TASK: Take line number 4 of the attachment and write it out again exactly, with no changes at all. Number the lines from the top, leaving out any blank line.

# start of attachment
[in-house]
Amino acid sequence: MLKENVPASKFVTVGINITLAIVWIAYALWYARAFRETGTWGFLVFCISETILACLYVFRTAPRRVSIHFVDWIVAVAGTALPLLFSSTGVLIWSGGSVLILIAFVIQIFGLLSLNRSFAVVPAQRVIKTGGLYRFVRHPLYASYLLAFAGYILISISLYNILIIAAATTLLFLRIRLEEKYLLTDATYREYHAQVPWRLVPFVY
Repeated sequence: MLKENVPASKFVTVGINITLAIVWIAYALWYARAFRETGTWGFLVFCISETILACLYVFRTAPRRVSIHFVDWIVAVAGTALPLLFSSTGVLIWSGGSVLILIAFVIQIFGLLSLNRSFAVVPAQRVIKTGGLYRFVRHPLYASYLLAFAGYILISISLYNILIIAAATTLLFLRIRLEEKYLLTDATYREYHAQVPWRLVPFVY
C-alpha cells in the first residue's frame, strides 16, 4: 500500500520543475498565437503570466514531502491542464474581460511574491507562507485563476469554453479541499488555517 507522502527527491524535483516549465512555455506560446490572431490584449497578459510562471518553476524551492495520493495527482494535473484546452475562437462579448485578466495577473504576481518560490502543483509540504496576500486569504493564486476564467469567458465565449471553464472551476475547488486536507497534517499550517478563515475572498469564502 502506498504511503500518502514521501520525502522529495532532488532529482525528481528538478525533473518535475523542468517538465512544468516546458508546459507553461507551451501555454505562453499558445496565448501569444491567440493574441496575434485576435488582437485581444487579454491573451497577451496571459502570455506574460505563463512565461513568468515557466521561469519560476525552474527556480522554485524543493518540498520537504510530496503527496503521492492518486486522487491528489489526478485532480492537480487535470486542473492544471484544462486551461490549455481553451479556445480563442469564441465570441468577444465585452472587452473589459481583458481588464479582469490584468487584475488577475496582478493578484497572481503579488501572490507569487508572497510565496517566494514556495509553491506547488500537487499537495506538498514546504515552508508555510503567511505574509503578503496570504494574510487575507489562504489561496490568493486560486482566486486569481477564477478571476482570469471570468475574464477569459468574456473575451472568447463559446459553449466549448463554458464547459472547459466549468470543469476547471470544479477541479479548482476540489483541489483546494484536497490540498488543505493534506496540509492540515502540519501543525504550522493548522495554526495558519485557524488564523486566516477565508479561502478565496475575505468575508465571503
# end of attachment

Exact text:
C-alpha cells in the first residue's frame, strides 16, 4: 500500500520543475498565437503570466514531502491542464474581460511574491507562507485563476469554453479541499488555517 507522502527527491524535483516549465512555455506560446490572431490584449497578459510562471518553476524551492495520493495527482494535473484546452475562437462579448485578466495577473504576481518560490502543483509540504496576500486569504493564486476564467469567458465565449471553464472551476475547488486536507497534517499550517478563515475572498469564502 502506498504511503500518502514521501520525502522529495532532488532529482525528481528538478525533473518535475523542468517538465512544468516546458508546459507553461507551451501555454505562453499558445496565448501569444491567440493574441496575434485576435488582437485581444487579454491573451497577451496571459502570455506574460505563463512565461513568468515557466521561469519560476525552474527556480522554485524543493518540498520537504510530496503527496503521492492518486486522487491528489489526478485532480492537480487535470486542473492544471484544462486551461490549455481553451479556445480563442469564441465570441468577444465585452472587452473589459481583458481588464479582469490584468487584475488577475496582478493578484497572481503579488501572490507569487508572497510565496517566494514556495509553491506547488500537487499537495506538498514546504515552508508555510503567511505574509503578503496570504494574510487575507489562504489561496490568493486560486482566486486569481477564477478571476482570469471570468475574464477569459468574456473575451472568447463559446459553449466549448463554458464547459472547459466549468470543469476547471470544479477541479479548482476540489483541489483546494484536497490540498488543505493534506496540509492540515502540519501543525504550522493548522495554526495558519485557524488564523486566516477565508479561502478565496475575505468575508465571503